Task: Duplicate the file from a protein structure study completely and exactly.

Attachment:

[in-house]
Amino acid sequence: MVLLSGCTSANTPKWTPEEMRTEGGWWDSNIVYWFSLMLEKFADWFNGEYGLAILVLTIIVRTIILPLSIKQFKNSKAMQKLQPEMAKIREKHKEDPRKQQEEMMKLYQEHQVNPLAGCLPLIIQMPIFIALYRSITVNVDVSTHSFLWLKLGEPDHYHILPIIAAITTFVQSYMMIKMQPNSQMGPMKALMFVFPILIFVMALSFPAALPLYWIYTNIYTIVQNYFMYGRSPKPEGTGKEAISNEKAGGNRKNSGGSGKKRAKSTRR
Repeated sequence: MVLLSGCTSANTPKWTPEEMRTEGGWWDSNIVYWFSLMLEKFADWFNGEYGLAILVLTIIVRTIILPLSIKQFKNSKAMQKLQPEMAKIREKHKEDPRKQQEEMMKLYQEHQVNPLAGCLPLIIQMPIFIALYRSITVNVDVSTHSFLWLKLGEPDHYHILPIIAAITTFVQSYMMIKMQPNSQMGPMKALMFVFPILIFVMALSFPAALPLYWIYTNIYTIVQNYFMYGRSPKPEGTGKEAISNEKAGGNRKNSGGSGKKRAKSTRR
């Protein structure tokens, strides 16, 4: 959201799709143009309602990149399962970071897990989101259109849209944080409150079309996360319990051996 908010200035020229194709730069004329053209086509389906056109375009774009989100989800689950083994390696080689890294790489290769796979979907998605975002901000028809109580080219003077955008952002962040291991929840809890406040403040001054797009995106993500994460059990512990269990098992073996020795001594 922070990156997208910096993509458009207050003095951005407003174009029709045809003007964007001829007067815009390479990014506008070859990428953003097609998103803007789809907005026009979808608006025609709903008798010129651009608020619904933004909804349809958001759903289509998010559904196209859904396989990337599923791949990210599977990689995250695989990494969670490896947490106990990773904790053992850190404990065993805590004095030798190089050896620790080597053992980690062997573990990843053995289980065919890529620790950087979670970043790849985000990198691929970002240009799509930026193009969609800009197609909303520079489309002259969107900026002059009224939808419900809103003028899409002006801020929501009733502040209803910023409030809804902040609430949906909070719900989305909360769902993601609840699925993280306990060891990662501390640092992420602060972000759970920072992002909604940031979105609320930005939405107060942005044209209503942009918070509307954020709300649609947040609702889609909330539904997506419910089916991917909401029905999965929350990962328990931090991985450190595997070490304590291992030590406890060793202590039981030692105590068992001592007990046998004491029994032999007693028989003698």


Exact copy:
[in-house]
Amino acid sequence: MVLLSGCTSANTPKWTPEEMRTEGGWWDSNIVYWFSLMLEKFADWFNGEYGLAILVLTIIVRTIILPLSIKQFKNSKAMQKLQPEMAKIREKHKEDPRKQQEEMMKLYQEHQVNPLAGCLPLIIQMPIFIALYRSITVNVDVSTHSFLWLKLGEPDHYHILPIIAAITTFVQSYMMIKMQPNSQMGPMKALMFVFPILIFVMALSFPAALPLYWIYTNIYTIVQNYFMYGRSPKPEGTGKEAISNEKAGGNRKNSGGSGKKRAKSTRR
Repeated sequence: MVLLSGCTSANTPKWTPEEMRTEGGWWDSNIVYWFSLMLEKFADWFNGEYGLAILVLTIIVRTIILPLSIKQFKNSKAMQKLQPEMAKIREKHKEDPRKQQEEMMKLYQEHQVNPLAGCLPLIIQMPIFIALYRSITVNVDVSTHSFLWLKLGEPDHYHILPIIAAITTFVQSYMMIKMQPNSQMGPMKALMFVFPILIFVMALSFPAALPLYWIYTNIYTIVQNYFMYGRSPKPEGTGKEAISNEKAGGNRKNSGGSGKKRAKSTRR
């Protein structure tokens, strides 16, 4: 959201799709143009309602990149399962970071897990989101259109849209944080409150079309996360319990051996 908010200035020229194709730069004329053209086509389906056109375009774009989100989800689950083994390696080689890294790489290769796979979907998605975002901000028809109580080219003077955008952002962040291991929840809890406040403040001054797009995106993500994460059990512990269990098992073996020795001594 922070990156997208910096993509458009207050003095951005407003174009029709045809003007964007001829007067815009390479990014506008070859990428953003097609998103803007789809907005026009979808608006025609709903008798010129651009608020619904933004909804349809958001759903289509998010559904196209859904396989990337599923791949990210599977990689995250695989990494969670490896947490106990990773904790053992850190404990065993805590004095030798190089050896620790080597053992980690062997573990990843053995289980065919890529620790950087979670970043790849985000990198691929970002240009799509930026193009969609800009197609909303520079489309002259969107900026002059009224939808419900809103003028899409002006801020929501009733502040209803910023409030809804902040609430949906909070719900989305909360769902993601609840699925993280306990060891990662501390640092992420602060972000759970920072992002909604940031979105609320930005939405107060942005044209209503942009918070509307954020709300649609947040609702889609909330539904997506419910089916991917909401029905999965929350990962328990931090991985450190595997070490304590291992030590406890060793202590039981030692105590068992001592007990046998004491029994032999007693028989003698």